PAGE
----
A Day at LSU Clinic

Sep 3, 2009 by

A post from NOLA Slate everyone should read. Forget the town halls and the talk shows. This is the reality of health care for so much of America, and especially here in New Orleans.

I was just shy of my tenth birthday. I was standing in the basement, washing doll clothes in the giant laundry sink, rinsing and hanging them on a little clothesline. Off in my childish fantasy land of domesticity (that fantasy SOOO didn’t last!), I wrung out each tiny dress. I was pulled out of that fantasy by my mother’s scream of “Oh NO.” I remember running upstairs to find out what had upset her so. “The President has been shot.” I sat with her and the black and white tv flickered the images that are burned into our collective brain. The car, the onlookers sobbing, Jackie climbing over the trunk, the funeral, little John-John’s salute, Jackie’s veil, the long tailed jackets of his brothers.

I was just about out of eighth grade on June 6, 1968. Robert Kennedy had been shot. By then I knew this was a big, big deal, and I’d already hung my hat on what he was saying. It made sense to me in a way that the grownups around me didn’t seem to get. But hell, I was in eighth grade. Maybe they were right and I was wacko. What did I know? I knew for sure that after watching the Vietnam War play out on the nightly news, yes, still in black and white, that the war didn’t make sense and that what RFK was saying did, at least to my eighth grade mind. I also knew that it was horrific that such a thing had happened to this family, so soon, so familiarly, so fast. Boom. He was gone.

Now the youngest boy of that generation of Kennedy’s is gone too. Yes, he was “SENATOR.” Yes, he was “PARTY GUY.” Yes, he was the one walking both coffins to the grave, holding the enormous family together, a role he that he had not signed up for and didn’t expect, having been the youngest of all the kids. But somehow he was always “Teddy.” Not like a Teddy Bear, although he bore a certain resemblance in his later years, but just “Teddy.” One writer, forgive my not remembering who, said he was the only one of the boys who actually knew the end was coming. That struck me as profound.

He, who came from a family which could afford the best of healthcare, no matter how dire the circumstances, always, always thought about the little guy and his lack of access to that same health care. Now we have town hall meetings and the constant use of the word “socialist/socialized” and people getting laid off in droves, losing their health care benefits in the process. People who knew him are saying the one thing he wanted to finish was a quality healthcare bill.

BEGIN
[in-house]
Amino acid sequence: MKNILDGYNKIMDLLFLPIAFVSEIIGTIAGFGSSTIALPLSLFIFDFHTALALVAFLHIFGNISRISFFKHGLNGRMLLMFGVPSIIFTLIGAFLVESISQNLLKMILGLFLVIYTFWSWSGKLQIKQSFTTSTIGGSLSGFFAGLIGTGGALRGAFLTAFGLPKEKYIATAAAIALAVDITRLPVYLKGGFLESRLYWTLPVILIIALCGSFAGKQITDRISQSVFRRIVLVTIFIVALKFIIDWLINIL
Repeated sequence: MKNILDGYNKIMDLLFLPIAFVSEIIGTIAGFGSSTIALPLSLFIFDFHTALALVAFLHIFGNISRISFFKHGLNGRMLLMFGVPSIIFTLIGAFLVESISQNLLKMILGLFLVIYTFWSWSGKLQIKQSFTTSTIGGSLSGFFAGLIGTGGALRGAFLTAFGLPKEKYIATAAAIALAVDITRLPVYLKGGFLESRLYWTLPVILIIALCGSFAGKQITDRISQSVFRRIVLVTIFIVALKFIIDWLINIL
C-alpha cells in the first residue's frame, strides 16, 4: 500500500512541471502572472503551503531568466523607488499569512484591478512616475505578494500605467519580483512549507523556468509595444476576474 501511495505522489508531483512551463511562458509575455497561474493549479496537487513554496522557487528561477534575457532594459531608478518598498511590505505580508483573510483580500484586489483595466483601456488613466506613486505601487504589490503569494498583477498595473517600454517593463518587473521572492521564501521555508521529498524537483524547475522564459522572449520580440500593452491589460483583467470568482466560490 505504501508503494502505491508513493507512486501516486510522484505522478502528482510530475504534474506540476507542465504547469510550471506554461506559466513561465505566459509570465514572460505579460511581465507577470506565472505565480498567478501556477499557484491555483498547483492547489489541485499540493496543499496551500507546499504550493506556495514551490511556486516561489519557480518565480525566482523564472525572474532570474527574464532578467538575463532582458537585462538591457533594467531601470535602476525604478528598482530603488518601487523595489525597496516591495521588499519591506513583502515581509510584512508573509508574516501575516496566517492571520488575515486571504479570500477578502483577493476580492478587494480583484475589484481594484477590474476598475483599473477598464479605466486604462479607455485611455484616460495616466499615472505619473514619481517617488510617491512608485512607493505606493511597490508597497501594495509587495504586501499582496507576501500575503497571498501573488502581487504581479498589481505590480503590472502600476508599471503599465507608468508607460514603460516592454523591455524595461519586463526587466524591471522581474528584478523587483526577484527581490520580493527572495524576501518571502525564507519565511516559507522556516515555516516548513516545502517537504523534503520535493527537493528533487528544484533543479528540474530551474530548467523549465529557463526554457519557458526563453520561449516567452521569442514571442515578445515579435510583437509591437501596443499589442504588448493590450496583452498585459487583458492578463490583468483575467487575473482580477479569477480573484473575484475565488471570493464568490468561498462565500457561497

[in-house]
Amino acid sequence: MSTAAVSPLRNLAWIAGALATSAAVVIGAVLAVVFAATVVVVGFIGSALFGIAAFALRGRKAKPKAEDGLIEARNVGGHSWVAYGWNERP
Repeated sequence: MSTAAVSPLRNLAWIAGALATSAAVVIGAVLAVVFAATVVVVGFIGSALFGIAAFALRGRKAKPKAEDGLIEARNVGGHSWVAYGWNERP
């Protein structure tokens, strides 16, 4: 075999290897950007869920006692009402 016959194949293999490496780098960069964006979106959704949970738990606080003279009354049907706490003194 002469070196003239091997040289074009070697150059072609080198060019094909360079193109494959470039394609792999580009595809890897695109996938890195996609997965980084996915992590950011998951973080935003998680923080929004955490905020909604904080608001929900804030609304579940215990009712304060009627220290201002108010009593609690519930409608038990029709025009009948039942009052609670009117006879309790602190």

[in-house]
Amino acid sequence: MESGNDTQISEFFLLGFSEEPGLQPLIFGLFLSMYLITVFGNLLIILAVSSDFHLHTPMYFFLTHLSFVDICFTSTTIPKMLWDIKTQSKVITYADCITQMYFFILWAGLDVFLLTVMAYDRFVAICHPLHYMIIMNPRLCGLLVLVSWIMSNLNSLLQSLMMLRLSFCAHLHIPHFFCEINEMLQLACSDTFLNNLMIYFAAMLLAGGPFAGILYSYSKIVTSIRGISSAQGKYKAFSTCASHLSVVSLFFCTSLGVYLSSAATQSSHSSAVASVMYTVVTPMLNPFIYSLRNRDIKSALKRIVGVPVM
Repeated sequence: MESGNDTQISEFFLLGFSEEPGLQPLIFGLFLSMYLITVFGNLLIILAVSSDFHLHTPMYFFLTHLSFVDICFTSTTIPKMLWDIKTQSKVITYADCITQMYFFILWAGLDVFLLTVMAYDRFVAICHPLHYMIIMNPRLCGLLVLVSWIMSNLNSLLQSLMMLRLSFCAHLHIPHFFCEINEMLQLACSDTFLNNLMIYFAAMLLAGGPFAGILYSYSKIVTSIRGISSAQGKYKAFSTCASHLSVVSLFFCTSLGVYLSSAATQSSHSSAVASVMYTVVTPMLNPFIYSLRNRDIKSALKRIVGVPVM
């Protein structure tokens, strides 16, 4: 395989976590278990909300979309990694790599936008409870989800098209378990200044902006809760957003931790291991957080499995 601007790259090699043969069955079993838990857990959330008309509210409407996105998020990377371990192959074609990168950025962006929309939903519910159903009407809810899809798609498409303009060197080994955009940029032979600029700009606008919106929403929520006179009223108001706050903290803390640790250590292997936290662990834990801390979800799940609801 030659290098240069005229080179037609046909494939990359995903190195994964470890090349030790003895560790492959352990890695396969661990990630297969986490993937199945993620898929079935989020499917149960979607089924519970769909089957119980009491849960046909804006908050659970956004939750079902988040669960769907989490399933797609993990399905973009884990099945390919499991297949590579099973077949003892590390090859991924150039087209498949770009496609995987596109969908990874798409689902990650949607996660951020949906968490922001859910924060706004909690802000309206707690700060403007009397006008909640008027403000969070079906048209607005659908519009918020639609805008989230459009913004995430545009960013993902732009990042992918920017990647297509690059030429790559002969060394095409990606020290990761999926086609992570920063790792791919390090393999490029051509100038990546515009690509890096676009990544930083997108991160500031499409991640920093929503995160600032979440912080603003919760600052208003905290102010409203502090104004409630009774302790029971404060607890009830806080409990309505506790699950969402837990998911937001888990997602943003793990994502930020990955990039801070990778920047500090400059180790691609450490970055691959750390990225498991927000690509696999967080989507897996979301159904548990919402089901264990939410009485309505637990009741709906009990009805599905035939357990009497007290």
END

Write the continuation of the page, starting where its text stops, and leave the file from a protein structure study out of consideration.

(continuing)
Today I saw amazing things that put it in stark, sharp focus.

Ironically the old Lord and Taylor department store on Poydras, a store full of things, has been turned into an outpatient clinic, full of people. And I really mean FULL of people. My husband broke his arm last week and needed a followup–more xrays and probably a real cast as opposed to the heavy plaster and padding thing he’s been lugging around. He had been given a piece of paper saying he had an 8AM appointment, a term I learned is loosely used in this situation. So off we go arriving at 7:30AM. We didn’t leave there until nearly 3PM. What I saw in the interim was astonishing, desperate, inspiring and terrifying.

Upon arrival (don’t get me started on the parking–which was a constant concern all day) he was sorta checked in. We are told to sit in the chairs to the right of the desk. Various staff members, apparently from different departments of the clinic, come out with hands full of papers shouting numbers and an occasional name–F47, F48, F49, Camille Shaw. People come out of the chairs and are told to follow these people. They do. Mostly. We are told he doesn’t have a number yet, that they will call his name. Okay. We wait. We sit. I look. I realize the system of number calling and escorting people to their proper destinations makes sense. It cuts down on endless “Where is. . . .name the department. . .” questions and keeps people moving.

An elderly man, using a walker with a basket filled with his medications and a water bottle puts his walker aside to push the wheelchair that his wife currently occupies. She is wearing a terry cloth dress of sorts, her right leg stuck out at 90 degrees from her body, covered by a towel. He gets her checked in, pushes her out of the line of traffic, leaving his walker over near the check in desk. She says her leg was shattered in a fall last year. It was so shattered that they could only deal with a few of the bone fragments at a time. She currently has about 12 “pins”, which are actually rather large diameter rods sticking out of her leg five inches tall, placed there to help the next few fragments mend to the first. No angst, no feeling sorry for herself, it just is.

People are coming and going. All manner of walking-with-crutches wounded and unable-to-walk rollers in old style wheelchairs. (I see a sign saying there is a shuttle from the parking lot next to the Superdome to the clinic for those who are totally immobilized, except on Thursday when there is a Saints game.) So many are by themselves and are walking on casts not meant for walking on. I finally broke them down into the “hardwares” and the “castes”<—yup, I meant that spelling–and their spouses, helpmates, significant others, children, whoever was there to help them if they were lucky enough to have someone like that.

One kid, no older than 23 had what looked like a cookie sheet on steroids, bent like a rain gutter attached to his heavily fiberglassed foot with rods of remarkable geometry coming out of his lower leg, into the upper foot, coming out the back. He's swinging along on his crutches, his pants cut off roughly to accommodate the cast. He was by himself.